Perepolkin and Area E director Bill Baird are now working on finding the funding in their budgets to provide an annual funding arrangement to aid the faltering hill. They hope to have some answers even before the annual budget is released in March.

Area C director Grace McGregor is also in support of helping out Phoenix, but not out of her area funds. She said Christina Lake residents have to fund the milfoil removal from Christina Lake on their own and therefore they should not have to fund the ski hill too.

McGregor said she’ll be bringing up the request to tax payers at her annual Town Hall meeting scheduled for Wednesday Feb. 29 at 6 p.m. at the Christina Lake Community Hall.

Financial woes not new

This isn’t the first time the ski hill has experienced financial issues.

The real trouble started about 10 years ago when the insurance for the hill tripled from $8,000 a year to $24,000 a year, said Colclough. Last year’s insurance cost $18,361.

“We were just about done,” recalls Colclough, who has been on and off the the society’s board of directors for the past 12 years.

“This was one of my goals to get the RDKB funding,” he said.

Between six and eight years ago PMASS did a similiar tour of presentations to local government bodies looking for help. At that time the RDKB Area D director wasn’t supportive, said Colclough. This time present Area D director Irene Perepolkin is “solidly on board”.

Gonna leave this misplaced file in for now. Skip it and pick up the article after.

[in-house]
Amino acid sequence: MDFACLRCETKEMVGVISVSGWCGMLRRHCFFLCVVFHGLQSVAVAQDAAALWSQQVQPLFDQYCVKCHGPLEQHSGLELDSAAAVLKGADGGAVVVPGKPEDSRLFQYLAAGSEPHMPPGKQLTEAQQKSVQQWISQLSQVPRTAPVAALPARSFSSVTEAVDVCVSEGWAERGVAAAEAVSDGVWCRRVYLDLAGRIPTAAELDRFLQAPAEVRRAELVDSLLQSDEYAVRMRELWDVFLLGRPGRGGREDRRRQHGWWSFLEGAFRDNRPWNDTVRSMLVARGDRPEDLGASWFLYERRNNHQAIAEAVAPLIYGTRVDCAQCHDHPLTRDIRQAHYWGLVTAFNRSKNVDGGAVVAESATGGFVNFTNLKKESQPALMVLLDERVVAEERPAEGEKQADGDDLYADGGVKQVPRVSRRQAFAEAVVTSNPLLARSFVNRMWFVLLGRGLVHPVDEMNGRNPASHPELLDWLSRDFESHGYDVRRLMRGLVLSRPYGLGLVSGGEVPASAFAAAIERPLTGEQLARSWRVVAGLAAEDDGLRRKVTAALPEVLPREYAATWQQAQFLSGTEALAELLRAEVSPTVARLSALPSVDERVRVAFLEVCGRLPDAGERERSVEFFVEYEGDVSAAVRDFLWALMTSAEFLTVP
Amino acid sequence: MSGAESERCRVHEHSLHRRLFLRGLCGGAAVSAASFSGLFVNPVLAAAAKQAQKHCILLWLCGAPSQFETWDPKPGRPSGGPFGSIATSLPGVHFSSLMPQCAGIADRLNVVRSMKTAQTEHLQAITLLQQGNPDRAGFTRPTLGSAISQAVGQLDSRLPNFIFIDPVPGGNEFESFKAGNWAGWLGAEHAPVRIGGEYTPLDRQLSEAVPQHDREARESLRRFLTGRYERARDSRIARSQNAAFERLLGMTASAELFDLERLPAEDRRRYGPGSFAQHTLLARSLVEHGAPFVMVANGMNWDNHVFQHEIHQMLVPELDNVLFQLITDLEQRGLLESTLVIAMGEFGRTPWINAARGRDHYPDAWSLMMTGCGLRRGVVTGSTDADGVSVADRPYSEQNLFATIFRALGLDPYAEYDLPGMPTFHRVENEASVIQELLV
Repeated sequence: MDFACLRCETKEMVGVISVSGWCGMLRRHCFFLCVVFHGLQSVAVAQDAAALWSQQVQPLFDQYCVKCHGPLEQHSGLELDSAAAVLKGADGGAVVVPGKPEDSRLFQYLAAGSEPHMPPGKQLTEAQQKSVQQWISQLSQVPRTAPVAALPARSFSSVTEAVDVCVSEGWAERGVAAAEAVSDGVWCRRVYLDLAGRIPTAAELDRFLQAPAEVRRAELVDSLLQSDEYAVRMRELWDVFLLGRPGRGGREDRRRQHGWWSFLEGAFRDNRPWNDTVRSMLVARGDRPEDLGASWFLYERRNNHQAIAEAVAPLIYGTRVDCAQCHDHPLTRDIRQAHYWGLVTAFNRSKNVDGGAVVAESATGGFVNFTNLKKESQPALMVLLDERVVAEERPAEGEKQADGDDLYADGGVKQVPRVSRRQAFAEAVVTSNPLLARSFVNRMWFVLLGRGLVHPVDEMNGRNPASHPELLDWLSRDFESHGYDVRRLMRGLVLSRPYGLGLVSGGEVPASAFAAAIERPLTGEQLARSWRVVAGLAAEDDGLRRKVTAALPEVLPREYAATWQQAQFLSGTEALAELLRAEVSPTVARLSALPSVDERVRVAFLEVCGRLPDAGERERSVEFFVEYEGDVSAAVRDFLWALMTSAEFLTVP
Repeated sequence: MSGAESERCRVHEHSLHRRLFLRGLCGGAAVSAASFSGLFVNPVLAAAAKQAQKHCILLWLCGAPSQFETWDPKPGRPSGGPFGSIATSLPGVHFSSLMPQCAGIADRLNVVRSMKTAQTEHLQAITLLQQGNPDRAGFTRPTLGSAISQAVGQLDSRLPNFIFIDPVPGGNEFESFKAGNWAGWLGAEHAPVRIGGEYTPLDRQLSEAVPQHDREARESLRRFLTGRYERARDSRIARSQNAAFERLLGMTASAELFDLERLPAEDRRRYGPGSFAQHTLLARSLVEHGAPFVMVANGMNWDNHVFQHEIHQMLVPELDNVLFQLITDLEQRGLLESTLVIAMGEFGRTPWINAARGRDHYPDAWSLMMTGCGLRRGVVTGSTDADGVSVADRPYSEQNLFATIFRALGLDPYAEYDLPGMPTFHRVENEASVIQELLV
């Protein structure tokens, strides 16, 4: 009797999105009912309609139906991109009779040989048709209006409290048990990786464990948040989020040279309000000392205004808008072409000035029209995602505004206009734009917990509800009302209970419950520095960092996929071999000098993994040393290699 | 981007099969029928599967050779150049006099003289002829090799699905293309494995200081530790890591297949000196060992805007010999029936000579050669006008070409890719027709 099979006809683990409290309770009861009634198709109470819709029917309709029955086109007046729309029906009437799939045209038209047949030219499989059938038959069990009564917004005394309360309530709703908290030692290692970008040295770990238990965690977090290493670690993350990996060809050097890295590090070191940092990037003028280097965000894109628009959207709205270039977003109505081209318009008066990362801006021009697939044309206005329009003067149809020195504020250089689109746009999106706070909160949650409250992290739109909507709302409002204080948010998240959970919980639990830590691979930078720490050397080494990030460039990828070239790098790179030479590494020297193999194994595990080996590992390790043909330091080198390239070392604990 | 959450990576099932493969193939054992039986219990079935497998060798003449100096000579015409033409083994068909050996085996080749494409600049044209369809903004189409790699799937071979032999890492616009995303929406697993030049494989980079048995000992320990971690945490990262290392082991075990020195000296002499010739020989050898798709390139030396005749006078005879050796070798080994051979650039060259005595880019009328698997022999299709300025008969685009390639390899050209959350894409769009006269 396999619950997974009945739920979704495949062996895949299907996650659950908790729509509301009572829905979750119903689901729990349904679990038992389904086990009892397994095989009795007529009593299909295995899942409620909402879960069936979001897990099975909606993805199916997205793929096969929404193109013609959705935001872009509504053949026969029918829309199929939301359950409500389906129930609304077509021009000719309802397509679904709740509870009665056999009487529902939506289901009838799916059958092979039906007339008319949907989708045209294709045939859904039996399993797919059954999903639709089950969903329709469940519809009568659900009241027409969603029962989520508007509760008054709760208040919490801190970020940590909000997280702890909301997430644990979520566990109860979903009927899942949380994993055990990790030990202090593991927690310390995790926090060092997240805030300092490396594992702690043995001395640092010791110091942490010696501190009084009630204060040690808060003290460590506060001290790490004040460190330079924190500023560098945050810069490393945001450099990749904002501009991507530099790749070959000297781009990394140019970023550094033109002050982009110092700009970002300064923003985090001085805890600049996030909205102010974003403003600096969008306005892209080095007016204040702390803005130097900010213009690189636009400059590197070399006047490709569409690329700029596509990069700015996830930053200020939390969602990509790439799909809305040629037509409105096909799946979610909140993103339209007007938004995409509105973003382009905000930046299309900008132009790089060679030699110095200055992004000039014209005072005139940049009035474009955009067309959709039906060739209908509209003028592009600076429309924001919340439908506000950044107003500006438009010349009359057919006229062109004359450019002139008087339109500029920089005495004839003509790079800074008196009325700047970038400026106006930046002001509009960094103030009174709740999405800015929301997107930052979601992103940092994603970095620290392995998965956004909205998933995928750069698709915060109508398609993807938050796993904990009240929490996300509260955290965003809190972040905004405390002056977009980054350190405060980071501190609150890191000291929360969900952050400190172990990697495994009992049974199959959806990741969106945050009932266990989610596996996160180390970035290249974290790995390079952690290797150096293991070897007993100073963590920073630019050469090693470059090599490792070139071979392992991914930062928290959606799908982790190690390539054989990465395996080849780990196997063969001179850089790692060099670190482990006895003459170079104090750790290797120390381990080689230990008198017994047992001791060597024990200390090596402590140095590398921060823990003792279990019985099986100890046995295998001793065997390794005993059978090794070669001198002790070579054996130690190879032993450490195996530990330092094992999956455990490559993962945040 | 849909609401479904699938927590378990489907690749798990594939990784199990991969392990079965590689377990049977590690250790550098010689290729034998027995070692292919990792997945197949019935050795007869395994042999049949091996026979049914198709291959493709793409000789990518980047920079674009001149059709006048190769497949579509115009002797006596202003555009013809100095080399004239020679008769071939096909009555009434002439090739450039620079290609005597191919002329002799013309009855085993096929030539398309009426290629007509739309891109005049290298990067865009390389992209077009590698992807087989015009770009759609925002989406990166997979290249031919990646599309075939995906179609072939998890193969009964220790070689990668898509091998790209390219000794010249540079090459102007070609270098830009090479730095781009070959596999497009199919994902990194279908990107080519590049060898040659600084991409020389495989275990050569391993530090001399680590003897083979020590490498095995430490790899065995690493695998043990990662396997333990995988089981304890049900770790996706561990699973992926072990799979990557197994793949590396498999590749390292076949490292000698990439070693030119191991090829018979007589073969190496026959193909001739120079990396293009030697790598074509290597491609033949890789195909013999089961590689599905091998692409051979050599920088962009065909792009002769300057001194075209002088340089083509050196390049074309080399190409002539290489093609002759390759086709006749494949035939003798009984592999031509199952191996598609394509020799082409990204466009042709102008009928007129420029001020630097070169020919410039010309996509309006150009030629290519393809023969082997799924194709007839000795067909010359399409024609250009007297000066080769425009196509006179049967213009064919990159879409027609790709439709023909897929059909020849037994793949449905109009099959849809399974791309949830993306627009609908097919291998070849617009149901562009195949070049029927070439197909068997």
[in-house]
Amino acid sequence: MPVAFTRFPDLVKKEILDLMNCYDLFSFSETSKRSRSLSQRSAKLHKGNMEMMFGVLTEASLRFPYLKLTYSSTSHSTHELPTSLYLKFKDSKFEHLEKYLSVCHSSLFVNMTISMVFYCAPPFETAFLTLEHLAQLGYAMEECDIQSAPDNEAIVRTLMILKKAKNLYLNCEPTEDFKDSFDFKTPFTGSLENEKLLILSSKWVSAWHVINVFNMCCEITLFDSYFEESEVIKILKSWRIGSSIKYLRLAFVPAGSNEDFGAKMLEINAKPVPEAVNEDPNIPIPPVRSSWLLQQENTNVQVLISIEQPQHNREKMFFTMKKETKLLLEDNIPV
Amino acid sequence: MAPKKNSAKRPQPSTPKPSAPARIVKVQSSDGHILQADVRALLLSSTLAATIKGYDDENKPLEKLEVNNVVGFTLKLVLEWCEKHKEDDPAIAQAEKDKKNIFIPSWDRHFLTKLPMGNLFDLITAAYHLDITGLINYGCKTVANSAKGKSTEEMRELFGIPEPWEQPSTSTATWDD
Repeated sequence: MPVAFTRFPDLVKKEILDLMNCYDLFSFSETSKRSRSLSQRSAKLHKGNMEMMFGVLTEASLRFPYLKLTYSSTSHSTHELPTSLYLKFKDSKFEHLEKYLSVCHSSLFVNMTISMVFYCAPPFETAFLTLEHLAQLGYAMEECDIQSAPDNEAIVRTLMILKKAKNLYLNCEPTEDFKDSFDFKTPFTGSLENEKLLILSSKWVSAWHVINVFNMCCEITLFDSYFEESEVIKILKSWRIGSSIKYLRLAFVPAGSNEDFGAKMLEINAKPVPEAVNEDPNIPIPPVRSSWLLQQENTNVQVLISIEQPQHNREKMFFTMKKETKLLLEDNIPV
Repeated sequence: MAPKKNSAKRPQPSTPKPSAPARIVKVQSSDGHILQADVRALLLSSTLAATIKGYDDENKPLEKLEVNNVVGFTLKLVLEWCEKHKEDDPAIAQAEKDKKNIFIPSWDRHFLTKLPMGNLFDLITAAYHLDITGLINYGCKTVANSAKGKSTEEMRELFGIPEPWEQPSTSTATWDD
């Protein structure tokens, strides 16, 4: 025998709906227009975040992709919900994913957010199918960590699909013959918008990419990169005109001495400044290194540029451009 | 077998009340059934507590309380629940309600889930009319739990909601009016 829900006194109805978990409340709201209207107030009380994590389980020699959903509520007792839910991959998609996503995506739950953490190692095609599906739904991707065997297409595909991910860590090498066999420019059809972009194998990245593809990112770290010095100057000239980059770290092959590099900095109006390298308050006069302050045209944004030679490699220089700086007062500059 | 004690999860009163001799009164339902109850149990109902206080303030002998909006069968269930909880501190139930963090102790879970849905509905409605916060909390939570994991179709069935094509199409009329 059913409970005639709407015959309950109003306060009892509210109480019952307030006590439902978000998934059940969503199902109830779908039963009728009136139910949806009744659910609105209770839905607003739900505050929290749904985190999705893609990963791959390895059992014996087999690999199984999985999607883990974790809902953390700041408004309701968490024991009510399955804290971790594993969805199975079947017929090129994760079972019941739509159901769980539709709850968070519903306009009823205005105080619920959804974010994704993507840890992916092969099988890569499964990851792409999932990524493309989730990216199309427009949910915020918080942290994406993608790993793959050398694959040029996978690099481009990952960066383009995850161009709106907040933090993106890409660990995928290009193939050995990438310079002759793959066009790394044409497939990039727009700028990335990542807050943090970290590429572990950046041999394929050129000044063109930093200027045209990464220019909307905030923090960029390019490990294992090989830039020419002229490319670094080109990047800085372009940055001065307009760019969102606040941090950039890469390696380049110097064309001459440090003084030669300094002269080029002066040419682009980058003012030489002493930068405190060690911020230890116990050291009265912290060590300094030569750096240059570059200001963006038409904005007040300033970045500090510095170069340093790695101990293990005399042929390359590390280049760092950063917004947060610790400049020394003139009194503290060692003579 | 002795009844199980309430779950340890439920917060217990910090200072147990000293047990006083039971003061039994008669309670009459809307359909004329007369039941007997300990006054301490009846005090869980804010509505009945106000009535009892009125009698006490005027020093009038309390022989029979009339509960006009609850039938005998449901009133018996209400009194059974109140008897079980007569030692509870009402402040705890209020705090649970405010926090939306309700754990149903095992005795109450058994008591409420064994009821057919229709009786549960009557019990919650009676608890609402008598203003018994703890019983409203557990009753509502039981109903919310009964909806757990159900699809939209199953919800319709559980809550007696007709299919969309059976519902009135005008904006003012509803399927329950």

During that funding campaign the City of Grand Forks agreed to a five year funding commitment followed by an additional three year commitment of a grant-in-aid of $10,000 annually. The B.C. Gaming Grant also provided funding about four years ago with a three year commitment of $47,000 a year. That funding ended in the 2010/2011 operating year.

Some of the gaming grants were reinstated by the provincial government earlier this year and PMASS has applied once again. But when January, the time they usually find out about the grant approval, came and went with no word, the society decided they better find funding elsewhere or face closing the hill.

“To have to apply for a grant every year to take care of our shortfall it is really hard to plan for,” said Colclough. “We can’t borrow money. So we’re after stable funding from the regional district. We believe we are no different than the pool or arena. We are a community hill.”

To put it all in perspective, the swimming pool in Grand Forks costs the city and Area D more than half a million dollars to operate annually and has 43,000 visits a year. The curling rink is funded by the city, Area D and Area C at $36,211 a year and has 9,600 visits a year.

To offset some of the costs, the lift tickets and consession prices have been raised over the last three years.

“We don’t want to scare anybody away (with the prices),” said Colclough. “We are not a full-service ski hill but we do a good job.”

The hill was built by a private company in 1968. The company went broke and provincial government came through with a $50,000 Gaming Grant to pay off the debts for a new society — PMASS — who wanted to operate it as a non-profit hill beginning in 1981.

For more information about Phoenix Ski Hill visit www.skiphoenix.com. The season continues until Spring Fling on Sunday, April 1.